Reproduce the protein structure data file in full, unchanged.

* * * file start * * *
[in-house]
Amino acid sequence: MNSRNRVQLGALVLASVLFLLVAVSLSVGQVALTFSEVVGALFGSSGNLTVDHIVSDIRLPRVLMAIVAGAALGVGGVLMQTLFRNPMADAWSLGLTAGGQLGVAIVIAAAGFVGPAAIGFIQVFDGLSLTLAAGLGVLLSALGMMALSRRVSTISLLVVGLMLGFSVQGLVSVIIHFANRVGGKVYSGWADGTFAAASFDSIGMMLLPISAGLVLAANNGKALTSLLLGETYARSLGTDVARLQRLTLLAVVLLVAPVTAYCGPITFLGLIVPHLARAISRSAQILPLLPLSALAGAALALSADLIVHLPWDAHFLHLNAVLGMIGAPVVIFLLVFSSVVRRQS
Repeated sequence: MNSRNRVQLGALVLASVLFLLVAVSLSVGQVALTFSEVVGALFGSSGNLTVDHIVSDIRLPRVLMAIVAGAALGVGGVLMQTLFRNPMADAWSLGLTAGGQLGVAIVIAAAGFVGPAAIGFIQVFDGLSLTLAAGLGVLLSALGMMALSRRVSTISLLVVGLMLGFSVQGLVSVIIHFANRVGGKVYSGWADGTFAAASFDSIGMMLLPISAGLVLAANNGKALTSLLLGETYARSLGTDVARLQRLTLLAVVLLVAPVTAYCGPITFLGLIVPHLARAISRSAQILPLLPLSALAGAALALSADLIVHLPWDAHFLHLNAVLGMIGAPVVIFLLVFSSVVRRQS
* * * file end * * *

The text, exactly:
[in-house]
Amino acid sequence: MNSRNRVQLGALVLASVLFLLVAVSLSVGQVALTFSEVVGALFGSSGNLTVDHIVSDIRLPRVLMAIVAGAALGVGGVLMQTLFRNPMADAWSLGLTAGGQLGVAIVIAAAGFVGPAAIGFIQVFDGLSLTLAAGLGVLLSALGMMALSRRVSTISLLVVGLMLGFSVQGLVSVIIHFANRVGGKVYSGWADGTFAAASFDSIGMMLLPISAGLVLAANNGKALTSLLLGETYARSLGTDVARLQRLTLLAVVLLVAPVTAYCGPITFLGLIVPHLARAISRSAQILPLLPLSALAGAALALSADLIVHLPWDAHFLHLNAVLGMIGAPVVIFLLVFSSVVRRQS
Repeated sequence: MNSRNRVQLGALVLASVLFLLVAVSLSVGQVALTFSEVVGALFGSSGNLTVDHIVSDIRLPRVLMAIVAGAALGVGGVLMQTLFRNPMADAWSLGLTAGGQLGVAIVIAAAGFVGPAAIGFIQVFDGLSLTLAAGLGVLLSALGMMALSRRVSTISLLVVGLMLGFSVQGLVSVIIHFANRVGGKVYSGWADGTFAAASFDSIGMMLLPISAGLVLAANNGKALTSLLLGETYARSLGTDVARLQRLTLLAVVLLVAPVTAYCGPITFLGLIVPHLARAISRSAQILPLLPLSALAGAALALSADLIVHLPWDAHFLHLNAVLGMIGAPVVIFLLVFSSVVRRQS